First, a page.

Supporter of Proud Boys With 1,000 Rifle Rounds Made Threats, U.S. Says
In online messages on the day of the Capitol riot, prosecutors said Eduard Florea threatened violence against the Rev. Raphael Warnock.
On Wednesday, after posts he posted on social media about the time of the Capitol riot raised alarms, according to prosecutors and court records, a Queens man who told federal agents that he wanted to join the far-right Proud Boys party was charged with a gun crime.
After a search of his house, the man, Eduard Florea, was arrested late Tuesday after an arsenal of over 1,000 rounds of rifle ammunition, two dozen shotgun rounds, 75 military-style combat knives, two hatchets and two swords emerged, prosecutors said. No gun was discovered.
Mr. Florea, a 40-year-old software developer, was arrested in the midst of an intensifying national manhunt for those who broke into the United States. Last week's Capitol, as part of a violent rampage by President Trump backers who tried to reverse the election results.
While Mr. Florea was not one of the many persons being pursued for engaging in the riot, law enforcement authorities found him to be sufficiently dangerous to arrive at his home in an armoured vehicle to arrest him. The vehicle was identified as a "military tank" by his lawyer, taking issue with the approach.
The complaint says, among the remarks that caused alarm to the authorities and prompted the search of his home, was one in which Mr. Florea seemed to threaten Rev. Raphael Warnock, Georgia's Democrat, around the time Mr. Warnock was proclaimed the winner of a U.S. Seat in the Senate.
Approximately 1 a.m. On Jan. 6, when posting on the social media website Parler under the name "LoneWolfWar" in a community thread about Mr. Warnock, the complaint notes that Mr. Florea wrote that "dead men can not pass laws," with an obscenity added for emphasis.
"Mr. Florea wrote of getting three cars of "armed patriots" in a "caravan" bound for Washington later that day, also on Parler, the complaint says. As the Capitol riot unfolded, he wrote that the time for peace and civility had ended and that "we are target-rich here in New York."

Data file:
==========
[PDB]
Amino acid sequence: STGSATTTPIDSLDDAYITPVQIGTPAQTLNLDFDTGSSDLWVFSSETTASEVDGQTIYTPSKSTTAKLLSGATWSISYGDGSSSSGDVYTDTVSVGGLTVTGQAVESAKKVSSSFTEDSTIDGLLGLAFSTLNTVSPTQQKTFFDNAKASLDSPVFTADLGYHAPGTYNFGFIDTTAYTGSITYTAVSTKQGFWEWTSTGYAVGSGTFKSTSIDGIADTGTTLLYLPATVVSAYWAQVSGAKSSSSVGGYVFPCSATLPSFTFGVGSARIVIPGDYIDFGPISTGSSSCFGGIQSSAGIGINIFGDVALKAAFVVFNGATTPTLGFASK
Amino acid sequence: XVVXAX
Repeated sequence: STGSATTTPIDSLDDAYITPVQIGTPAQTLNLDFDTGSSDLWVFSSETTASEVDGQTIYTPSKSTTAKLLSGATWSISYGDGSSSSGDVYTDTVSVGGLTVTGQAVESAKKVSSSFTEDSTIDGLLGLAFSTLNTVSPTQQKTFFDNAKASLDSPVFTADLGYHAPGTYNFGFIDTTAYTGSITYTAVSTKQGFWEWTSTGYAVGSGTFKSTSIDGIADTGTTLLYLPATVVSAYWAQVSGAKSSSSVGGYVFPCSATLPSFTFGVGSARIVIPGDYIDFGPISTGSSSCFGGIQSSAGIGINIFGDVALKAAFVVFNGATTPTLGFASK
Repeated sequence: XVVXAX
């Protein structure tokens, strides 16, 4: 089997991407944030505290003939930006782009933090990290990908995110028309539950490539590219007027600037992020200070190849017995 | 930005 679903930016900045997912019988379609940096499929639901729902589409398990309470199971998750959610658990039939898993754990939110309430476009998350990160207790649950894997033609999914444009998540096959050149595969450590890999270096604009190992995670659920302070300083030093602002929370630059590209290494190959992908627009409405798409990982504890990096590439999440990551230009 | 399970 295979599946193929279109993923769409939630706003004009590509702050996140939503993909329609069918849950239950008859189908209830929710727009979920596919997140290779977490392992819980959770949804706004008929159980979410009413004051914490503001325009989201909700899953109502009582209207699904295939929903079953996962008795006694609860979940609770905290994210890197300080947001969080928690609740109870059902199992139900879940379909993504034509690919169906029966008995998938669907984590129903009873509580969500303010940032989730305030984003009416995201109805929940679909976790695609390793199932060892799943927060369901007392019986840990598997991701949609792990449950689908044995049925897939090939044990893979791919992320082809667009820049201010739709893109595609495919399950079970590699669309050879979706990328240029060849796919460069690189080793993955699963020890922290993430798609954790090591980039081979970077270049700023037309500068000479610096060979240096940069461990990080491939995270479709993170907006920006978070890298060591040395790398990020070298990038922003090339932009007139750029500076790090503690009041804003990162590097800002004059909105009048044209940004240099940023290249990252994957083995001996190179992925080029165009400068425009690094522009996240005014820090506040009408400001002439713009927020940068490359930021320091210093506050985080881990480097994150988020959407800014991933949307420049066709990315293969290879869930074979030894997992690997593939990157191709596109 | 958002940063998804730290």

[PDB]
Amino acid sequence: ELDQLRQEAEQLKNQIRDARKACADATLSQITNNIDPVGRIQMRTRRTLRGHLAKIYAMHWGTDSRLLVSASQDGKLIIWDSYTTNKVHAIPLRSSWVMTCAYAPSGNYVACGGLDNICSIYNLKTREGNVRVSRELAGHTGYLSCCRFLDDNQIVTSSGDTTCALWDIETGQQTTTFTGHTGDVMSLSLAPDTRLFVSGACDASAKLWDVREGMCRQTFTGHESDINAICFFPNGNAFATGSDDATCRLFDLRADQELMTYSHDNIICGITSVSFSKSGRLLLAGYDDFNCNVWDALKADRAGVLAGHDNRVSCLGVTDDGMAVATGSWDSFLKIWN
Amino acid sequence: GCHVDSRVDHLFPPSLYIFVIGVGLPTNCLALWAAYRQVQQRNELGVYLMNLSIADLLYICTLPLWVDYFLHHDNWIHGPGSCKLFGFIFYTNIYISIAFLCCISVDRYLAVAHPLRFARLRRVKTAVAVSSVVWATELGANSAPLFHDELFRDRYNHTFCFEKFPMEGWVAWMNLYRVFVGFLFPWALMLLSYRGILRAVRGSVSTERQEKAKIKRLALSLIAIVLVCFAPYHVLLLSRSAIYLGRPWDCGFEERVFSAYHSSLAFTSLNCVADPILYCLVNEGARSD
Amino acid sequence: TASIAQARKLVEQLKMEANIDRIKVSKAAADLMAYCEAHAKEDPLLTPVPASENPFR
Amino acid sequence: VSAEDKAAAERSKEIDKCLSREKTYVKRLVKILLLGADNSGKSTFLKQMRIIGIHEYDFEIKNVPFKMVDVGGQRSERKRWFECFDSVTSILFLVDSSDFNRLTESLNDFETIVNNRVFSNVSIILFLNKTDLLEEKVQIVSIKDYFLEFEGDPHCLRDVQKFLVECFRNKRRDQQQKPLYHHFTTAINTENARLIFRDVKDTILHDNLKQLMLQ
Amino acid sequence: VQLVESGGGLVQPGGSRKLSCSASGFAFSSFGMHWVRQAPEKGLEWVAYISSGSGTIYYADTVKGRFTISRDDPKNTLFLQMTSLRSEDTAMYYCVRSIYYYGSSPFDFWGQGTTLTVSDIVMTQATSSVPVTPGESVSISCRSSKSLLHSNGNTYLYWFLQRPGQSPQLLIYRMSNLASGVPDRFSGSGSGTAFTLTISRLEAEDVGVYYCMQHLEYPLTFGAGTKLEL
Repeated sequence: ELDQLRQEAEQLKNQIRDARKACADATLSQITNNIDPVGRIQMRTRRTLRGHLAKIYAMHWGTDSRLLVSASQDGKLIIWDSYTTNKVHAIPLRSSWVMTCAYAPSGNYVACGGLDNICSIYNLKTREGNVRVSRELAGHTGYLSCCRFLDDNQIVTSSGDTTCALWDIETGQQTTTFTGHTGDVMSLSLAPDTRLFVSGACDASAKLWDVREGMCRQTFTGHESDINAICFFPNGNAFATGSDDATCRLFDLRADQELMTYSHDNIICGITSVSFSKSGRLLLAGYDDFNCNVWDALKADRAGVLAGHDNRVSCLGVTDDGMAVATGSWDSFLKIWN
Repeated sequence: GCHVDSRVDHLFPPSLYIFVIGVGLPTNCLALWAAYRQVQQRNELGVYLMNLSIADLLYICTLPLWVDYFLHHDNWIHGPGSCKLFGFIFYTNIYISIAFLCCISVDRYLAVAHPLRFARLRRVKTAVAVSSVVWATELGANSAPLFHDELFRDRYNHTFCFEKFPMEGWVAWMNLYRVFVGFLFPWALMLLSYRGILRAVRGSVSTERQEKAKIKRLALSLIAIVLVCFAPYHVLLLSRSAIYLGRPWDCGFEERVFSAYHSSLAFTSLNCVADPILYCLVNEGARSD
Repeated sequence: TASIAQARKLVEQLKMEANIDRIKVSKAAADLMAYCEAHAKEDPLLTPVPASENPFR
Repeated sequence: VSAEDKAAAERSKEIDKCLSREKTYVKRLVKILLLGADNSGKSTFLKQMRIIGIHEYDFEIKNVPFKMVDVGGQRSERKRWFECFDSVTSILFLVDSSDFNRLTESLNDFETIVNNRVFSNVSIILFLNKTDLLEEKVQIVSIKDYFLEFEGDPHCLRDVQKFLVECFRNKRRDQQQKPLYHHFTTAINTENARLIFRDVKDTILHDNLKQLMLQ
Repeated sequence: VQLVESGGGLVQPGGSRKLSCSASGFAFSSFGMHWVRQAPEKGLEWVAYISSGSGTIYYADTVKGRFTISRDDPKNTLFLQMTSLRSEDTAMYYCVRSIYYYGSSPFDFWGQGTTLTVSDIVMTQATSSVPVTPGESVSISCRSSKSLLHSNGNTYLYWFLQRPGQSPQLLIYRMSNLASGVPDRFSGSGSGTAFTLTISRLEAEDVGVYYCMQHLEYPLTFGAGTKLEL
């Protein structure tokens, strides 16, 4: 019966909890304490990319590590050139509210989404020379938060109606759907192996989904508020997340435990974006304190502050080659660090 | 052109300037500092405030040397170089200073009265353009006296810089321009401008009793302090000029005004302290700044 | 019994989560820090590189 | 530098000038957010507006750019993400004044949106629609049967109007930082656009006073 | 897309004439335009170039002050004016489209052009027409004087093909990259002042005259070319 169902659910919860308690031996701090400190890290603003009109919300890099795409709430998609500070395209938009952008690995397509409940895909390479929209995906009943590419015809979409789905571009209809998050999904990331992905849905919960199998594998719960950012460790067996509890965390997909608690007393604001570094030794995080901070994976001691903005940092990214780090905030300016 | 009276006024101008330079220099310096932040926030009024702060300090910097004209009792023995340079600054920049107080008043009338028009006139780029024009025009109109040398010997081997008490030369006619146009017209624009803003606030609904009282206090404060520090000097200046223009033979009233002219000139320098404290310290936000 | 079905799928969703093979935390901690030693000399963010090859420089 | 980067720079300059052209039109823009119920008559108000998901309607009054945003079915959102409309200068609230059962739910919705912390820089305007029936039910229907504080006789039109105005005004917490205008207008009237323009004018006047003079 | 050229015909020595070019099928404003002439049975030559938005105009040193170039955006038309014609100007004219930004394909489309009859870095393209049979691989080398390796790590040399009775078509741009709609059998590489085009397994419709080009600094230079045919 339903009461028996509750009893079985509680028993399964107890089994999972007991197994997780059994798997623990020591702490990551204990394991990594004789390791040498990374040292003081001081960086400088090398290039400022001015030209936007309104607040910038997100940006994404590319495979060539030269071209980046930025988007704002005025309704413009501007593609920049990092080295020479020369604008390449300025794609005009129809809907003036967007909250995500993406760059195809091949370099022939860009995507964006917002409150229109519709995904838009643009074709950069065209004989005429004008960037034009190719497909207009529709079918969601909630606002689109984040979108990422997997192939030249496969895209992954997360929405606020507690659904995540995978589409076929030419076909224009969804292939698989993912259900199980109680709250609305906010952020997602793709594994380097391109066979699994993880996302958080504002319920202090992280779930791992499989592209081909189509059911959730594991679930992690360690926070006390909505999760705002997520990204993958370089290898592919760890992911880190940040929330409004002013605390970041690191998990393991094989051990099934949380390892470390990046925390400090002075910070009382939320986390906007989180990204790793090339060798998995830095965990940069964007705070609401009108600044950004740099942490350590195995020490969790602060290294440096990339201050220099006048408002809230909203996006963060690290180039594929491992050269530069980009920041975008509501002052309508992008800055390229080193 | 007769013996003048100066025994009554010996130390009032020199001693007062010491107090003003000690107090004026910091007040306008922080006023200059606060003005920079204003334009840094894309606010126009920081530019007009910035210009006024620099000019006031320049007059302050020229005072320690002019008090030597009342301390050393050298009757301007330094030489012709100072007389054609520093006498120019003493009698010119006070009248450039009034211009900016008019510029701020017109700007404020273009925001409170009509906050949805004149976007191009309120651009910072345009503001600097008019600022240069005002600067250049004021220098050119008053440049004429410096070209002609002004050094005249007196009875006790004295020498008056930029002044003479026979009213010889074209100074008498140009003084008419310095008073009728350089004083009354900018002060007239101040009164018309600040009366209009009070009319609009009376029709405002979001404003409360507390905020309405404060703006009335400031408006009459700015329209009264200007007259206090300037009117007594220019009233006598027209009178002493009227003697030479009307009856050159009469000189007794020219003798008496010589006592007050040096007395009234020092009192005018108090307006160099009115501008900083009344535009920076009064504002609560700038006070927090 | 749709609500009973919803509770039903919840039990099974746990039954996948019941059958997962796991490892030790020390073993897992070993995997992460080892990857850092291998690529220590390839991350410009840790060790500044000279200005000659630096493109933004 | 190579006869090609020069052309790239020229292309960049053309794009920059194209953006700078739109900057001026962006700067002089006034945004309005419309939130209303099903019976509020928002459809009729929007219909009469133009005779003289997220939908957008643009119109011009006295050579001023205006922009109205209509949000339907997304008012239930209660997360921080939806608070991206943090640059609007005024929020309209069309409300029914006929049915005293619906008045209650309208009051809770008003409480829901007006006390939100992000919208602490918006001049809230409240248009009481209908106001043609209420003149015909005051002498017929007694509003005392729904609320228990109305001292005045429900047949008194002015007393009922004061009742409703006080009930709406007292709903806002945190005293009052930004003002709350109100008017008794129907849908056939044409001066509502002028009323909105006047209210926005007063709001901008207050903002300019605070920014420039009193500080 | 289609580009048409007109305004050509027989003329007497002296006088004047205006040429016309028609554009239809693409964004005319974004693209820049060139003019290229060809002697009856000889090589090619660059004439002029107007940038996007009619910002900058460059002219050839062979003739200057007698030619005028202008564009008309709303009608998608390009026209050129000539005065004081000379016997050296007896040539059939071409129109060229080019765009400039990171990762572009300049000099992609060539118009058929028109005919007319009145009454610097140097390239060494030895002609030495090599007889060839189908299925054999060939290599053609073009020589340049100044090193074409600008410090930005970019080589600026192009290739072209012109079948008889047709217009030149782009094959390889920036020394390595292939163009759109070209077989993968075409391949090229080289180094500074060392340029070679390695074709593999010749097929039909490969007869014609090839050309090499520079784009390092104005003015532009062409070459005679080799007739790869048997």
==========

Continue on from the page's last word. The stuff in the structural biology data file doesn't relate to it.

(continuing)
"I will fight so that God will help me," he said.
At a bail hearing held remotely in the Federal District Court in Brooklyn, Mr. Florea's lawyer found out that the F.B.I. had assumed that her client had no vehicle and had not gone to Washington, despite his online bravado.
Nonetheless, according to prosecutors and the lawsuit, the tenor of his social media statements was ominous enough to raise the attention of the authorities, especially when matched with his status as a felon.
A federal prosecutor said at the hearing on Wednesday in 2014, Mr. Florea was found guilty of unlawful weapons possession after a search of the Staten Island home where he resided turned up a cache that included a semi-automatic shotgun and an AR-15 assault rifle.
Mr. Florea acquired the weapons legally outside New York City, but his lawyer, Mia Eisner-Grynberg, said at the trial that he was not supposed to have them inside the five boroughs. As a consequence of the conviction, he served a year in prison, she said.
Mr. Florea is also federally charged with being a felon with ammunition in possession. He faces up to 10 years in prison if convicted, prosecutors said.
Questioned by F.B.I. agents on Tuesday after he was taken into custody, Mr. Florea said he supported the Proud Boys, a far-right movement that embraced aggression and Mr. Trump, and applied to join the ranks of the party, a federal prosecutor said at the bail hearing.
He told the agents that in December he had gone to Washington with members of Proud Boys and had vandalized a church there, but was not yet a member of the community because, the prosecutor said, he had not attended the requisite number of meetings.
Francisco Navarro, the lawyer, said, "This is not just rhetoric," arguing against granting Mr. Florea bail. "This is action-backed rhetoric."
"Out of his desire to move to D.C. With suspects, in the current political climate, the government assumes the defendant is especially dangerous, Mr. Navarro added.
Ms. Eisner-Grynberg, the lawyer for Mr. Florea, assured the judge that her client did not condone the "behavior" that happened last Wednesday at the Capitol.
"Mr. Navarro replied, "You can't denounce what happened at the Capitol and hang out with the Proud Boys.
Ms. Eisner-Grynberg claimed that since he was not charged with making threats online, Mr. Florea should be released from prison and that many of the claims he made were false. She also said the "rhetoric on all sides was extremely high" on the day of the riot.
Magistrate, U.S. Judge Sanket Bulsara, the magistrate, forcefully dismissed that claim.
"Judge Bulsara said, "This is not mere blather. "And, frankly, I think making that suggestion is profoundly wrong."
The judge, who sided with the government, refused Mr. Florea's bail.
Mr. Navarro also quoted a 2014 news report in reasoning against freeing Mr. Florea, which cited a criminal complaint describing how Mr. Florea had choked his wife until she almost lost consciousness while carrying their baby daughter and then tried to kill them both with a knife.
Ms. Eisner-Grynberg claimed that she had denied those charges. She also said that Mr. Florea and his wife, who now have two children, had reconciled after a lot of therapy and that the wife had no reservations about him being with her at home.